Gaaak! I see everything twice, again!
Yes, it’s déjà vu time. Again the questions: Why wouldn’t the Regional Water Quality Control Boards want to get stuff done right the first time instead of jamming artificial, arbitrary deadlines onto municipalities then threatening FINES!FINES!FINES! which buffalos communities into what could well be the wrong technology which creates MORE water problems further down the line when everyone then stands around wringing their hands saying, “Oh, Dang, we cudda hadda V-8, but Oh, nooooo, YOU hadda make us drink this stuff?”
Or as my sister once observed of the phone company she worked for (the biggest) “Why is it they never have enough money to do it right the first time but always have enough money to do it over again at twice the cost?”
Hold onto you seat, it’s Rerun Time:
New Santa Paula sewage plant in limbo
City faces $25,000 per day in fines if deadline is missed
By Tony Biasotti, tbiasotti@VenturaCountyStar.comJanuary 7, 2007
The city of Santa Paula isn't getting any closer to building a new sewage treatment plant, despite the $25,000 a day in fines that hang over its head if it misses its 2009 deadline.
More than a year ago, the City Council hired a designer, and last year it zoned land for the new plant, but the price tag — about $75 million, the biggest public project in city history — has the council stepping carefully. It's pausing for as long as six weeks while it considers scrapping the design and moving to a different technology that's potentially cheaper.
However, the clock is ticking. The water that the current treatment plant dumps into the Santa Clara River doesn't meet Los Angeles Regional Water Quality Control Board standards. The board has agreed to suspend the fines normally associated with such violations, but if Santa Paula doesn't have its new plant up and running by October 2009, a $25,000 daily maximum fine is back on the table.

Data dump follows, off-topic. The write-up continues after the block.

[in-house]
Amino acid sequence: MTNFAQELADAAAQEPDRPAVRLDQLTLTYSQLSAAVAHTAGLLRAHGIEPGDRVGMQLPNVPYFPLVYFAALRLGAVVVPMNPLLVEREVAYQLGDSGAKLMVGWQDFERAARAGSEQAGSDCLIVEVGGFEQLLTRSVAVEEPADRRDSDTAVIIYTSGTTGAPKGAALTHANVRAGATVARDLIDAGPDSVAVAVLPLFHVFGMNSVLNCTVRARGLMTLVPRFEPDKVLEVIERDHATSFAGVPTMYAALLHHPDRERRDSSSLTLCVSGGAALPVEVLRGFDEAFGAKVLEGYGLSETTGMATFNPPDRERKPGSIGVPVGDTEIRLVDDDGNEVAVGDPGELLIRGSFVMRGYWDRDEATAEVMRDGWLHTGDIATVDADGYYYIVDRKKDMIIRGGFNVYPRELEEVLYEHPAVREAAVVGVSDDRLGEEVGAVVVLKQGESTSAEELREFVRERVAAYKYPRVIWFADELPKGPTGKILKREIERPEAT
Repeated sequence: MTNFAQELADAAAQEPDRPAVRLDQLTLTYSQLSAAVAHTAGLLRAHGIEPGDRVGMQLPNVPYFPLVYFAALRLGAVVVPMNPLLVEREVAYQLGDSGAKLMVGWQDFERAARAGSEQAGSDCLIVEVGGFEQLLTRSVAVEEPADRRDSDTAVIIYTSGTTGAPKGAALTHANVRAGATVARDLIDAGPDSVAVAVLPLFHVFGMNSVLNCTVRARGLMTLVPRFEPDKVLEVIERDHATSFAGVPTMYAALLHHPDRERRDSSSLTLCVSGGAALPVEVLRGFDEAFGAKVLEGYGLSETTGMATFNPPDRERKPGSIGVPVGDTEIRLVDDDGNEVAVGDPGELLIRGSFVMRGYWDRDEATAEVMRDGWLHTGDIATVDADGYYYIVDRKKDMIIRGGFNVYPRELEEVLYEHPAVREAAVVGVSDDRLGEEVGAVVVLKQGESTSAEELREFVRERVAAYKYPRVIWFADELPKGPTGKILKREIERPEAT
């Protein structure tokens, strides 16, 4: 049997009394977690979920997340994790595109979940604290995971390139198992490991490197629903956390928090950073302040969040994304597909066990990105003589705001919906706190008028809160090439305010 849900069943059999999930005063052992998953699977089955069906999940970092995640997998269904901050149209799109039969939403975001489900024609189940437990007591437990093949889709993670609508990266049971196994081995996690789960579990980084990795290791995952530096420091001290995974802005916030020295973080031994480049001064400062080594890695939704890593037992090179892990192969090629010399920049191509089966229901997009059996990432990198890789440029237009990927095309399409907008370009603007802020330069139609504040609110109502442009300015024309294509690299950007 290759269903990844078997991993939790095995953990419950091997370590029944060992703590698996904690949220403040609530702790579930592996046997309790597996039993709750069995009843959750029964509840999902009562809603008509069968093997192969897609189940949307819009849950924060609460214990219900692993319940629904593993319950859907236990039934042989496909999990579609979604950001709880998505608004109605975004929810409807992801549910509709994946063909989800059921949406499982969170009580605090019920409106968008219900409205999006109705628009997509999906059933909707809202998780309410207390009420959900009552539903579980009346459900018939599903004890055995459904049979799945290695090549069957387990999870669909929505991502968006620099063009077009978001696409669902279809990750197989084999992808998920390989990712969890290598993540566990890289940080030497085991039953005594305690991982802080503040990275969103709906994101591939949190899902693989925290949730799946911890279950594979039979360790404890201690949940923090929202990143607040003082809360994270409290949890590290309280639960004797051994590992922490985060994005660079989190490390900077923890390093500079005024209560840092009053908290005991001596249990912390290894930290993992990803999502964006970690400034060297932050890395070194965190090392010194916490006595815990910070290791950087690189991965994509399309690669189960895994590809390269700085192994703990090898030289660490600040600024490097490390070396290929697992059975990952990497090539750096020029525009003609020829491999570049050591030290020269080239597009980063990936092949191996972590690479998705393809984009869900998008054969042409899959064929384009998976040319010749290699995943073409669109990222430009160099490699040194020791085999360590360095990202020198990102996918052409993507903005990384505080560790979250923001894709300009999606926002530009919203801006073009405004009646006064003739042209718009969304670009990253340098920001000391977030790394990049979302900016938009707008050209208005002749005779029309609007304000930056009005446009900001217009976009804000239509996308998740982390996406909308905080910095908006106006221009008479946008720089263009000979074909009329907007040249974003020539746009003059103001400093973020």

If construction work began immediately, the new plant would be finished in late 2009 or early 2010, said Cliff Finley, Santa Paula's public works director. If the city starts over with a new design, it would set the project back 12 to 14 months, he said.
"If we proceed down the road we're currently on, we're barely going to make it, or we're not going to make it, but at least we're going to be close," Finley said.
The current road now leads toward a new plant with a technology known as a membrane bio-reactor. Waste water is filtered through tanks and treated until it is clean enough to use in landscaping.
The new option the City Council might consider is Vertreat, a proprietary system owned by a Canadian firm called Noram Engineering and Constructors Ltd. It filters the water through deep wells instead of aboveground tanks. It requires one additional step to produce reusable water, Finley said.
Vertreat was ruled out when the city first studied it because it hadn't been used yet in a city sewage plant in California. However, there's some hope it might be cheaper than a membrane bio-reactor system. Finley said the city's initial study showed about the same price for the two, but it was based on rough estimates because Noram didn't participate in the study.
Now the city has invited the company to make a pitch to the City Council before Feb. 15. Noram's president wants to appear, but he hasn't committed to a date yet, City Manager Wally Bobkiewicz told the council Tuesday.
Bob Gonzales and Ralph Fernandez, the two new members of the council, were the most vocal advocates of giving Noram a chance at the project. A small delay is worth it if it saves money, Gonzales said.
"I don't like to be put into a corner when it comes to spending the public's money," he said.
If the new plant comes in at the current estimate of $75 million, Santa Paula residents will see their sewage bills go from $42 a month to more than $60 a month by 2009.